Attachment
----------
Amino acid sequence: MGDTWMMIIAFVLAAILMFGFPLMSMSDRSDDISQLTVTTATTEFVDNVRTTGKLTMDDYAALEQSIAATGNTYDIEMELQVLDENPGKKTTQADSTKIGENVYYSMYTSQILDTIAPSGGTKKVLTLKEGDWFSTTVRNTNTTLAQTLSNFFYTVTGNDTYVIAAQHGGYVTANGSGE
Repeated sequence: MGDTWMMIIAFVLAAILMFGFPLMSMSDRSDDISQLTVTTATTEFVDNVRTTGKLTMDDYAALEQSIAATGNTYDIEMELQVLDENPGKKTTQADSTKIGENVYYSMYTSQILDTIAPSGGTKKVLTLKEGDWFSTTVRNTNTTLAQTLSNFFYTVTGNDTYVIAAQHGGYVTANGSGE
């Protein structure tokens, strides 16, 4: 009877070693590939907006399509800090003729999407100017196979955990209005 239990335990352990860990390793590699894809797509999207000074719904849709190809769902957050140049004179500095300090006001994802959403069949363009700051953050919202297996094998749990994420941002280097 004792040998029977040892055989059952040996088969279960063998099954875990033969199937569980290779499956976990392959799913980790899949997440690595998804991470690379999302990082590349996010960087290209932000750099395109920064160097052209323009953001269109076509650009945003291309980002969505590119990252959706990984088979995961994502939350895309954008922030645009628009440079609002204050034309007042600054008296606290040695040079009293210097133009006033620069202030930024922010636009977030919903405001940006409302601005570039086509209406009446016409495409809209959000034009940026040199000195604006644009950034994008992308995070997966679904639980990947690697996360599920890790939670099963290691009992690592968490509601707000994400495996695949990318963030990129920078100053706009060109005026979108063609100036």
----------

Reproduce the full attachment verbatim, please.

Amino acid sequence: MGDTWMMIIAFVLAAILMFGFPLMSMSDRSDDISQLTVTTATTEFVDNVRTTGKLTMDDYAALEQSIAATGNTYDIEMELQVLDENPGKKTTQADSTKIGENVYYSMYTSQILDTIAPSGGTKKVLTLKEGDWFSTTVRNTNTTLAQTLSNFFYTVTGNDTYVIAAQHGGYVTANGSGE
Repeated sequence: MGDTWMMIIAFVLAAILMFGFPLMSMSDRSDDISQLTVTTATTEFVDNVRTTGKLTMDDYAALEQSIAATGNTYDIEMELQVLDENPGKKTTQADSTKIGENVYYSMYTSQILDTIAPSGGTKKVLTLKEGDWFSTTVRNTNTTLAQTLSNFFYTVTGNDTYVIAAQHGGYVTANGSGE
């Protein structure tokens, strides 16, 4: 009877070693590939907006399509800090003729999407100017196979955990209005 239990335990352990860990390793590699894809797509999207000074719904849709190809769902957050140049004179500095300090006001994802959403069949363009700051953050919202297996094998749990994420941002280097 004792040998029977040892055989059952040996088969279960063998099954875990033969199937569980290779499956976990392959799913980790899949997440690595998804991470690379999302990082590349996010960087290209932000750099395109920064160097052209323009953001269109076509650009945003291309980002969505590119990252959706990984088979995961994502939350895309954008922030645009628009440079609002204050034309007042600054008296606290040695040079009293210097133009006033620069202030930024922010636009977030919903405001940006409302601005570039086509209406009446016409495409809209959000034009940026040199000195604006644009950034994008992308995070997966679904639980990947690697996360599920890790939670099963290691009992690592968490509601707000994400495996695949990318963030990129920078100053706009060109005026979108063609100036």